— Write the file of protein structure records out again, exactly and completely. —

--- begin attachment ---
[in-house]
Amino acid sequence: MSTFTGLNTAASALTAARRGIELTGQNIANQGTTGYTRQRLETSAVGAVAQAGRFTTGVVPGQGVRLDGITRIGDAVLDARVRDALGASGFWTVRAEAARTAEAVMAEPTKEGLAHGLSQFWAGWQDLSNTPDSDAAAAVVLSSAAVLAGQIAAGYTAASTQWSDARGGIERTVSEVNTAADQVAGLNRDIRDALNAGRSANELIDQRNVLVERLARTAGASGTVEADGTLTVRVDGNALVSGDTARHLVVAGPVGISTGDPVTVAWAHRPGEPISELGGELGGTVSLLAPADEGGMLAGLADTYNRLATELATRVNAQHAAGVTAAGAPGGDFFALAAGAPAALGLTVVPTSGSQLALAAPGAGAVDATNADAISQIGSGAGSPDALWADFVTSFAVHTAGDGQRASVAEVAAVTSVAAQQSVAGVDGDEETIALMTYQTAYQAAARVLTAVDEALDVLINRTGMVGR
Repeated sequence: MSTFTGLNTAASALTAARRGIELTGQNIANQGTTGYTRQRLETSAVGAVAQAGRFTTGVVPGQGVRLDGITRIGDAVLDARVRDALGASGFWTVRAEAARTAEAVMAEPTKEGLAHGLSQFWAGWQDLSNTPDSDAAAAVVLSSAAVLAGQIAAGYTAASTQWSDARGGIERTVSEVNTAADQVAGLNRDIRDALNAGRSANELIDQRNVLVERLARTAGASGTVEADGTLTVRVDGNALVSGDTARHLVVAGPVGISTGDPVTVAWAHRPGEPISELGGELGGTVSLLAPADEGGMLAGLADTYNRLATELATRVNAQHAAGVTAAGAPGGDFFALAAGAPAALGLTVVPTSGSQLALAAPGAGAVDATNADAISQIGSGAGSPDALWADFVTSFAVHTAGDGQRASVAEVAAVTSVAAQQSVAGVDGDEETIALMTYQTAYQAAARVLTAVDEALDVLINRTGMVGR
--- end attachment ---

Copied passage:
[in-house]
Amino acid sequence: MSTFTGLNTAASALTAARRGIELTGQNIANQGTTGYTRQRLETSAVGAVAQAGRFTTGVVPGQGVRLDGITRIGDAVLDARVRDALGASGFWTVRAEAARTAEAVMAEPTKEGLAHGLSQFWAGWQDLSNTPDSDAAAAVVLSSAAVLAGQIAAGYTAASTQWSDARGGIERTVSEVNTAADQVAGLNRDIRDALNAGRSANELIDQRNVLVERLARTAGASGTVEADGTLTVRVDGNALVSGDTARHLVVAGPVGISTGDPVTVAWAHRPGEPISELGGELGGTVSLLAPADEGGMLAGLADTYNRLATELATRVNAQHAAGVTAAGAPGGDFFALAAGAPAALGLTVVPTSGSQLALAAPGAGAVDATNADAISQIGSGAGSPDALWADFVTSFAVHTAGDGQRASVAEVAAVTSVAAQQSVAGVDGDEETIALMTYQTAYQAAARVLTAVDEALDVLINRTGMVGR
Repeated sequence: MSTFTGLNTAASALTAARRGIELTGQNIANQGTTGYTRQRLETSAVGAVAQAGRFTTGVVPGQGVRLDGITRIGDAVLDARVRDALGASGFWTVRAEAARTAEAVMAEPTKEGLAHGLSQFWAGWQDLSNTPDSDAAAAVVLSSAAVLAGQIAAGYTAASTQWSDARGGIERTVSEVNTAADQVAGLNRDIRDALNAGRSANELIDQRNVLVERLARTAGASGTVEADGTLTVRVDGNALVSGDTARHLVVAGPVGISTGDPVTVAWAHRPGEPISELGGELGGTVSLLAPADEGGMLAGLADTYNRLATELATRVNAQHAAGVTAAGAPGGDFFALAAGAPAALGLTVVPTSGSQLALAAPGAGAVDATNADAISQIGSGAGSPDALWADFVTSFAVHTAGDGQRASVAEVAAVTSVAAQQSVAGVDGDEETIALMTYQTAYQAAARVLTAVDEALDVLINRTGMVGR